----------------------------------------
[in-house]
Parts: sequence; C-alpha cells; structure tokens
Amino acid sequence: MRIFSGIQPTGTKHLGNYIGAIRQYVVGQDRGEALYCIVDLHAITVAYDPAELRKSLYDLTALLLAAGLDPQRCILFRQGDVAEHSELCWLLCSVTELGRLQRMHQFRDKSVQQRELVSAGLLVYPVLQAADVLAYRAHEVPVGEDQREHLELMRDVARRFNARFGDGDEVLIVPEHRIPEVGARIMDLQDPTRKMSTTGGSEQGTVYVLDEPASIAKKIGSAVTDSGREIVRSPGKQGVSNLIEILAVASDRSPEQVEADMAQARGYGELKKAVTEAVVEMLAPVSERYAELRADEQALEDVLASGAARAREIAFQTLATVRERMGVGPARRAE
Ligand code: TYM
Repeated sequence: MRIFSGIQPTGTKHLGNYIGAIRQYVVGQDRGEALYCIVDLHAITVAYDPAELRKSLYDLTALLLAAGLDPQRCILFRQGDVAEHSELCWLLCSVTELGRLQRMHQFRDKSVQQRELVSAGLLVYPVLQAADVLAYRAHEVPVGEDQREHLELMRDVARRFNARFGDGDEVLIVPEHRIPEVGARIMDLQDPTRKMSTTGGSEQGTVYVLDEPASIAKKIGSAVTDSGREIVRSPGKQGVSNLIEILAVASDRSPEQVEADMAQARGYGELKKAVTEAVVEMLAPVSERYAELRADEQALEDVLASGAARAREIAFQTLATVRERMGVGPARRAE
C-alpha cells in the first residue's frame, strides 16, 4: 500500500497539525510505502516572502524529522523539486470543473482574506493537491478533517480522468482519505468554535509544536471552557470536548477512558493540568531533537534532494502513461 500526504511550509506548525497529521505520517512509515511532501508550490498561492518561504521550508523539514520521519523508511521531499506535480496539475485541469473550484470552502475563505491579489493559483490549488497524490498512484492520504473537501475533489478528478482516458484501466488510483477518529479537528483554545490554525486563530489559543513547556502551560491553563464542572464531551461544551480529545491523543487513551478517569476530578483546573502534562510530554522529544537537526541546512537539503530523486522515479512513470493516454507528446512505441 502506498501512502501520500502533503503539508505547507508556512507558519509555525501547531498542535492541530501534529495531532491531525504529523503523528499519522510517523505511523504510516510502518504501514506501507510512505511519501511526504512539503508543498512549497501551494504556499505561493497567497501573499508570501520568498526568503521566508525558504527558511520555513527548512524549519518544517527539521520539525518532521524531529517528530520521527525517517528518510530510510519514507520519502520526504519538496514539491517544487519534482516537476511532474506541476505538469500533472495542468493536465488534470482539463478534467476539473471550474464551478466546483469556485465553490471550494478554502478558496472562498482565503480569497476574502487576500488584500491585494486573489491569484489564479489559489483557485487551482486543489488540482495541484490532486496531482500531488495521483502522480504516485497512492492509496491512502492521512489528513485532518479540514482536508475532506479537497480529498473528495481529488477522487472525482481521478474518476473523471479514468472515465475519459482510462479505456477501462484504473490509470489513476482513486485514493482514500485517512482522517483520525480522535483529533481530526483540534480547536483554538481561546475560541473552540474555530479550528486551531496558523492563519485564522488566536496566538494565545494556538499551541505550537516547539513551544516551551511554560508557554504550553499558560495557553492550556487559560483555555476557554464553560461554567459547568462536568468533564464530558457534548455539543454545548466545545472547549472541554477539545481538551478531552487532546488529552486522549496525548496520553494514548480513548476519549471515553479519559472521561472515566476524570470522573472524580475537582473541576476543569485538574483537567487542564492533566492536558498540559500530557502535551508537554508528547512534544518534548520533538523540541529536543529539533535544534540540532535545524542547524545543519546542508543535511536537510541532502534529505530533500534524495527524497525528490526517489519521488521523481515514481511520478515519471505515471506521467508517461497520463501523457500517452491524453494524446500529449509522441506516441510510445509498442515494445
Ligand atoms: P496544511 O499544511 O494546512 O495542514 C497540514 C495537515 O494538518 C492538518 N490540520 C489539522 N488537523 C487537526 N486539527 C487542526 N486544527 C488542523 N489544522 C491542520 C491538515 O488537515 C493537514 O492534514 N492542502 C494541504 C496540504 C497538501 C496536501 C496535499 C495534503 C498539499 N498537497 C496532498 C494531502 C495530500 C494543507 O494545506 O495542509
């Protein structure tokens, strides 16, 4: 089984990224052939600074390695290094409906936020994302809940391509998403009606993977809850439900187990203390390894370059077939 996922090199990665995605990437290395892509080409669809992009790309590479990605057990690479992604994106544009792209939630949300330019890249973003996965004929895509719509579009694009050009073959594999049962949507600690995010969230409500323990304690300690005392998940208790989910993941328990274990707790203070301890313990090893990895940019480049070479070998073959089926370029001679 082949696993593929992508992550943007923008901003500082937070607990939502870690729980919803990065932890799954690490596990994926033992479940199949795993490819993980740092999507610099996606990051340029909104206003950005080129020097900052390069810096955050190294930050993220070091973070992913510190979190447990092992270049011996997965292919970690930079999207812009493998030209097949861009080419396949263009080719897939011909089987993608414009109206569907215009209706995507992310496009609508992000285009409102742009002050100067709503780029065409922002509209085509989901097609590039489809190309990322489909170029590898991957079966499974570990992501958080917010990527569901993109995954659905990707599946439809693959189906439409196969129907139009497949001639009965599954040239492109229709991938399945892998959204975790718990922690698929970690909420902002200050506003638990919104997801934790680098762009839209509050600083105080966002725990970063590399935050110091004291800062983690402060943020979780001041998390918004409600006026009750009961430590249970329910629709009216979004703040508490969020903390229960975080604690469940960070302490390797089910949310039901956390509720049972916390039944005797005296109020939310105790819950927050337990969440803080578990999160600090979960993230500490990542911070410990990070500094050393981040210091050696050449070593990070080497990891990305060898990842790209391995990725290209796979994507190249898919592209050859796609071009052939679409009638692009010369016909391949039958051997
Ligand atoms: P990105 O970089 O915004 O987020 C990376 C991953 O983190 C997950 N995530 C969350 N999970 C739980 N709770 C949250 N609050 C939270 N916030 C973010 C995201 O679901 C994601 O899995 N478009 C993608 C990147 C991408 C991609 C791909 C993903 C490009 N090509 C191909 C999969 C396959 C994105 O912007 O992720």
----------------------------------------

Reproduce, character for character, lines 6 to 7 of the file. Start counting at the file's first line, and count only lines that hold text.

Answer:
C-alpha cells in the first residue's frame, strides 16, 4: 500500500497539525510505502516572502524529522523539486470543473482574506493537491478533517480522468482519505468554535509544536471552557470536548477512558493540568531533537534532494502513461 500526504511550509506548525497529521505520517512509515511532501508550490498561492518561504521550508523539514520521519523508511521531499506535480496539475485541469473550484470552502475563505491579489493559483490549488497524490498512484492520504473537501475533489478528478482516458484501466488510483477518529479537528483554545490554525486563530489559543513547556502551560491553563464542572464531551461544551480529545491523543487513551478517569476530578483546573502534562510530554522529544537537526541546512537539503530523486522515479512513470493516454507528446512505441 502506498501512502501520500502533503503539508505547507508556512507558519509555525501547531498542535492541530501534529495531532491531525504529523503523528499519522510517523505511523504510516510502518504501514506501507510512505511519501511526504512539503508543498512549497501551494504556499505561493497567497501573499508570501520568498526568503521566508525558504527558511520555513527548512524549519518544517527539521520539525518532521524531529517528530520521527525517517528518510530510510519514507520519502520526504519538496514539491517544487519534482516537476511532474506541476505538469500533472495542468493536465488534470482539463478534467476539473471550474464551478466546483469556485465553490471550494478554502478558496472562498482565503480569497476574502487576500488584500491585494486573489491569484489564479489559489483557485487551482486543489488540482495541484490532486496531482500531488495521483502522480504516485497512492492509496491512502492521512489528513485532518479540514482536508475532506479537497480529498473528495481529488477522487472525482481521478474518476473523471479514468472515465475519459482510462479505456477501462484504473490509470489513476482513486485514493482514500485517512482522517483520525480522535483529533481530526483540534480547536483554538481561546475560541473552540474555530479550528486551531496558523492563519485564522488566536496566538494565545494556538499551541505550537516547539513551544516551551511554560508557554504550553499558560495557553492550556487559560483555555476557554464553560461554567459547568462536568468533564464530558457534548455539543454545548466545545472547549472541554477539545481538551478531552487532546488529552486522549496525548496520553494514548480513548476519549471515553479519559472521561472515566476524570470522573472524580475537582473541576476543569485538574483537567487542564492533566492536558498540559500530557502535551508537554508528547512534544518534548520533538523540541529536543529539533535544534540540532535545524542547524545543519546542508543535511536537510541532502534529505530533500534524495527524497525528490526517489519521488521523481515514481511520478515519471505515471506521467508517461497520463501523457500517452491524453494524446500529449509522441506516441510510445509498442515494445
Ligand atoms: P496544511 O499544511 O494546512 O495542514 C497540514 C495537515 O494538518 C492538518 N490540520 C489539522 N488537523 C487537526 N486539527 C487542526 N486544527 C488542523 N489544522 C491542520 C491538515 O488537515 C493537514 O492534514 N492542502 C494541504 C496540504 C497538501 C496536501 C496535499 C495534503 C498539499 N498537497 C496532498 C494531502 C495530500 C494543507 O494545506 O495542509